I want to learn more about  


Handling Missed Therapeutic Duplication at Outpatient Clinics

Featured Image

This is the second blog in a series of patient scenarios that describe common challenges associated with medication management. Each scenario provides the background and reasons for these and discusses the shortcomings of the technology used by many healthcare organizations today. We’ll then explain how Meds 360° helps solve these problems, and how it can improve quality of care, reduce risk, and improve clinician and patient satisfaction in the process. 

The post is a continuation of our last piece in the series, focusing on the potential downstream clinical impact on patients who are admitted to the emergency department (ED) or hospital without being able to provide an accurate list of medications they are taking. This very common occurrence often results in poor outcomes and unnecessary costs. And often, these adverse events don't end after the patient has been discharged.

In Part 2, we lay out a likely post-acute care scenario for Joe - a 70-year-old, white male with congestive heart failure, non-insulin dependent diabetes, hypertension, hyperlipidemia, and chronic lower back pain.

As described in Part 1, after becoming lightheaded and short of breath one afternoon, Joe was transported by a neighbor to Our Lady of Lourdes emergency department (ED). Upon admission, he was unable to accurately recall all of his medications to the ED admissions nurse. The electronic health record (EHR) at Our Lady of Lourdes did not provide the information either, because the physicians who prescribed those medications for Joe are outside of the hospital's enterprise.

Due to the admitting physician prescribing several medications that Joe was already (but unknowingly) taking, Joe had a mild ischemic stroke while he was in the hospital. He was successfully treated with Tissue Plasminogen Activator (tPA), but his length of stay increased by six days. When finally discharged, Joe was taking ten medications: Lasix, digoxin, lisinopril, metformin, pravastatin, Eliquis, carvedilol, Plavix, Soma, and Dilaudid which was prescribed for severe lower back pain that reemerged the day before discharge.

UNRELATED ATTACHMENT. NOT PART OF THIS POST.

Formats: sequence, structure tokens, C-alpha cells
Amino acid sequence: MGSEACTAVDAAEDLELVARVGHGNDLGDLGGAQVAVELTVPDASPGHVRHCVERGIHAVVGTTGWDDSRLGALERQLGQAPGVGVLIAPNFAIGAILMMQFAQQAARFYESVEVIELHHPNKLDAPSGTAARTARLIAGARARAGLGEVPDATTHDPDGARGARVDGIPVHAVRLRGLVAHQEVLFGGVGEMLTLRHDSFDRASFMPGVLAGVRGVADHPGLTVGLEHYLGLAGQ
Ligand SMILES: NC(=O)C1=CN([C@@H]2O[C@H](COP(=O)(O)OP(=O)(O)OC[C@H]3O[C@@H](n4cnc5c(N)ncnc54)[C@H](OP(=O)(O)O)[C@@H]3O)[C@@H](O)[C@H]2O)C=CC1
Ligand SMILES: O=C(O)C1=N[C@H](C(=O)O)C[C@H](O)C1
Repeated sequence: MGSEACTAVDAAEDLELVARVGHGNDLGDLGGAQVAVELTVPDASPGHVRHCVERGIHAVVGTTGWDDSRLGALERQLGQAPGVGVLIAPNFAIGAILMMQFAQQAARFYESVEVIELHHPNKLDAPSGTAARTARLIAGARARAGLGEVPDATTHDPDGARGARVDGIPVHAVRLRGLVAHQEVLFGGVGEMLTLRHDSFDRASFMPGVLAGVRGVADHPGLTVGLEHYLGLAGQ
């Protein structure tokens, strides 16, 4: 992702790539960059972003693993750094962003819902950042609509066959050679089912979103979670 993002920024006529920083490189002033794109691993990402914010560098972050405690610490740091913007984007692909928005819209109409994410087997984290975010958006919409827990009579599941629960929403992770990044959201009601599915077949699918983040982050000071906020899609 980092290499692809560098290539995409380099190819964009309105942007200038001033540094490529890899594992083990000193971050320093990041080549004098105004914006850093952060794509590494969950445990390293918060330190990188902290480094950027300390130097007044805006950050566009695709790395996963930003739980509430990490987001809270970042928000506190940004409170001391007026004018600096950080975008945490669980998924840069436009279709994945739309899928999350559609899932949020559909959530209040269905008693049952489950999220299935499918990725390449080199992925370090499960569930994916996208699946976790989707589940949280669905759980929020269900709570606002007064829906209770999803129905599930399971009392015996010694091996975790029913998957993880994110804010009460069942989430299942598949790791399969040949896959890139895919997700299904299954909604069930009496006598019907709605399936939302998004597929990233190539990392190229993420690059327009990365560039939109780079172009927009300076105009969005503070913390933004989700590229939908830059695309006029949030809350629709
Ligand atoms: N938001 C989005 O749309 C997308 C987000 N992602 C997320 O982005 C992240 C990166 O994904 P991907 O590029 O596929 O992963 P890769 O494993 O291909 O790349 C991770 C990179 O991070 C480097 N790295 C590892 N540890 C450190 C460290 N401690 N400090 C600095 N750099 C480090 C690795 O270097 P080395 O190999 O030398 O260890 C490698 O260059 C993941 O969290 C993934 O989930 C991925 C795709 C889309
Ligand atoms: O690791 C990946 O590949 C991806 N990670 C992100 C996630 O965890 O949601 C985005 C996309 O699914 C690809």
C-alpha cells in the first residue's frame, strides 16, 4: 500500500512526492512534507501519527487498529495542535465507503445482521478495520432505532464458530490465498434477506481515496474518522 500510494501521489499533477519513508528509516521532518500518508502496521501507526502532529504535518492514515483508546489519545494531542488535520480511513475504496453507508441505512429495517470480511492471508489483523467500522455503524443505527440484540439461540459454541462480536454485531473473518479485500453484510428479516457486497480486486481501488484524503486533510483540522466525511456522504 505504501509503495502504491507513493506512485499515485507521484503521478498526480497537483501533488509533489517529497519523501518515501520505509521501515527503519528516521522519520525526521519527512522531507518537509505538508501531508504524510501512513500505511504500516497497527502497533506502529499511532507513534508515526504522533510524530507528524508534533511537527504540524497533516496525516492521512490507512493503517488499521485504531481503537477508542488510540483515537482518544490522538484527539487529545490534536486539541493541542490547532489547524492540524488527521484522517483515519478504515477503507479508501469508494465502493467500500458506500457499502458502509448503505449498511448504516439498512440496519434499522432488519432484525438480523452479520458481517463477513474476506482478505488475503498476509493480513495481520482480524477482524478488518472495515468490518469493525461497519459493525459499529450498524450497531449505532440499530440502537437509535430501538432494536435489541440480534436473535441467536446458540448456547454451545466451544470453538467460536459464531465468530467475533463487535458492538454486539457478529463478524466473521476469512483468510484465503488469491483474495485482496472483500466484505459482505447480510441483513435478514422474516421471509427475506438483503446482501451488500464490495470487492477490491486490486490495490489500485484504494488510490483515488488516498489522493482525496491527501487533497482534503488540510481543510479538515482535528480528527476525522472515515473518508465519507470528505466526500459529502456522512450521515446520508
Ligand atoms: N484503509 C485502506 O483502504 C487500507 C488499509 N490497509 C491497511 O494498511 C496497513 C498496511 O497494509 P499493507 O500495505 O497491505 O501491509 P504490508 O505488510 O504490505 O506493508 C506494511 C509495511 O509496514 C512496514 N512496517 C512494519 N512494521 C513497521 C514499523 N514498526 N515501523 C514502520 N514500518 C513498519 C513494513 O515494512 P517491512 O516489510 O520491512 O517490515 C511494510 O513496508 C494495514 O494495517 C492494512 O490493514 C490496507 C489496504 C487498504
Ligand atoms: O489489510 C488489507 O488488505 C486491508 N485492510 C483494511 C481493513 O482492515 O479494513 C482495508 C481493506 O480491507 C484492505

Watch On Demand: learn to optimize medication management with our Meds360°  webinar.

Problems Continue During Joe’s Post-Acute Care

When physicians in a post-acute care setting see patients without full knowledge of or access to the medications being taken, things often go wrong too. Let’s consider what could happen to Joe after being discharged from the hospital if he visits a physician who does not use Meds 360°.

Three days after being discharged from his nine-day stay, Joe is seen in follow-up by a neurologist at the Mercy Health System Outpatient Neurology Clinic. His condition has generally improved, but he complains of continued severe lower back pain. The neurologist sends Joe for a consultation with a neurosurgical colleague, who orders MRIs that show osteoarthritis and a bulging disc at L-4 and L-5. The neurosurgeon orders a fentanyl patch for Joe and tells him he may want to consider surgery if things don't improve in the next couple of weeks.

Because Mercy Health System’s EHR doesn’t integrate with Our Lady of Lourdes’ and Joe doesn't mention it, the neurosurgeon is unaware that Dr. Xi, the admitting physician at Our Lady of Lourdes had prescribed Joe Dilaudid just a week ago. Joe fills the prescription for the fentanyl patch at the Mercy Outpatient Pharmacy, which is just across the state line from where he lives, so his opioid prescription does not show up in the Prescription Drug Monitoring Program (PDMP) database.

Joe heads home and applies the fentanyl patch. He also takes Dilaudid and Xanax, unaware that the combination is problematic. A week later, he becomes dizzy, falls, and hits his head. A neighbor finds him on the floor in his home. The neighbor calls 911, and Joe is readmitted to Our Lady of Lourdes 15 days after his initial discharge.